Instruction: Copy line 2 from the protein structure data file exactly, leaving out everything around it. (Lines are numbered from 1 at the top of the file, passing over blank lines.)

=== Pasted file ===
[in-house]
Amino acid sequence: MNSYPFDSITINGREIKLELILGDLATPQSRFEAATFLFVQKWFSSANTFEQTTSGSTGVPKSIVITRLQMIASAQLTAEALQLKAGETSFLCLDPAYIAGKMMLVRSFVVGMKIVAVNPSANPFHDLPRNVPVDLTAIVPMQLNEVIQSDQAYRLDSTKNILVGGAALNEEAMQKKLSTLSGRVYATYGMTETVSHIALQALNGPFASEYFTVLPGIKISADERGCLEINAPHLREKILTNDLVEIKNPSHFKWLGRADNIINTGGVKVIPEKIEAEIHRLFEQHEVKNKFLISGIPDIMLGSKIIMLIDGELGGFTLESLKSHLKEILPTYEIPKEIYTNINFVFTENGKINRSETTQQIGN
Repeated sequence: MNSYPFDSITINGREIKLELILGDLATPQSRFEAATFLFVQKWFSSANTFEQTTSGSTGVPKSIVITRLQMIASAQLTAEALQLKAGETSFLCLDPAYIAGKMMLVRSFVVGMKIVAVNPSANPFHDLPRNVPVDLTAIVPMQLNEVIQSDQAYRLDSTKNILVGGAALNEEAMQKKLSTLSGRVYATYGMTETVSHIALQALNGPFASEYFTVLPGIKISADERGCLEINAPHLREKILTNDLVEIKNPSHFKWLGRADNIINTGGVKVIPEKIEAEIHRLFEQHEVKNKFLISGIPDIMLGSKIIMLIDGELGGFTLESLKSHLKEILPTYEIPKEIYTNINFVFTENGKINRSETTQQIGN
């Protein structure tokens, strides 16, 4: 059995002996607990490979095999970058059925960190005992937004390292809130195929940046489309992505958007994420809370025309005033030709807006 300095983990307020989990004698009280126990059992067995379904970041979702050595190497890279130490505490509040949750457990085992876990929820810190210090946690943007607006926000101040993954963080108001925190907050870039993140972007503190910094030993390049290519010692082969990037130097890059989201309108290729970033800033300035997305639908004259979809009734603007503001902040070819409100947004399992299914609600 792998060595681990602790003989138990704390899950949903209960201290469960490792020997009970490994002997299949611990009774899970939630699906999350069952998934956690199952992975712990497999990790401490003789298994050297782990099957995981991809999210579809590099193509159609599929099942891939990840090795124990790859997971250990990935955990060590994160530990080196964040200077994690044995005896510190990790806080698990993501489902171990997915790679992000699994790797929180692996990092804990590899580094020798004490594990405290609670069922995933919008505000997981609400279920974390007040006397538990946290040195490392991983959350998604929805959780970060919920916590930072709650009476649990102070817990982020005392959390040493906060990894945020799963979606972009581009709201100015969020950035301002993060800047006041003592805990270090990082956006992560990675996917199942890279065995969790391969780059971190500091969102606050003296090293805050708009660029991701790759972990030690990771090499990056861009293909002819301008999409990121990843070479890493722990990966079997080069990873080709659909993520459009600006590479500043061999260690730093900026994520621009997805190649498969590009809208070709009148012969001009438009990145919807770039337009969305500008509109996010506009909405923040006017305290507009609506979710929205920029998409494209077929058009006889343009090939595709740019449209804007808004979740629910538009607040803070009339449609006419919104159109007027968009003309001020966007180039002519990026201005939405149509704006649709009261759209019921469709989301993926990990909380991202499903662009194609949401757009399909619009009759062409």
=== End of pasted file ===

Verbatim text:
Amino acid sequence: MNSYPFDSITINGREIKLELILGDLATPQSRFEAATFLFVQKWFSSANTFEQTTSGSTGVPKSIVITRLQMIASAQLTAEALQLKAGETSFLCLDPAYIAGKMMLVRSFVVGMKIVAVNPSANPFHDLPRNVPVDLTAIVPMQLNEVIQSDQAYRLDSTKNILVGGAALNEEAMQKKLSTLSGRVYATYGMTETVSHIALQALNGPFASEYFTVLPGIKISADERGCLEINAPHLREKILTNDLVEIKNPSHFKWLGRADNIINTGGVKVIPEKIEAEIHRLFEQHEVKNKFLISGIPDIMLGSKIIMLIDGELGGFTLESLKSHLKEILPTYEIPKEIYTNINFVFTENGKINRSETTQQIGN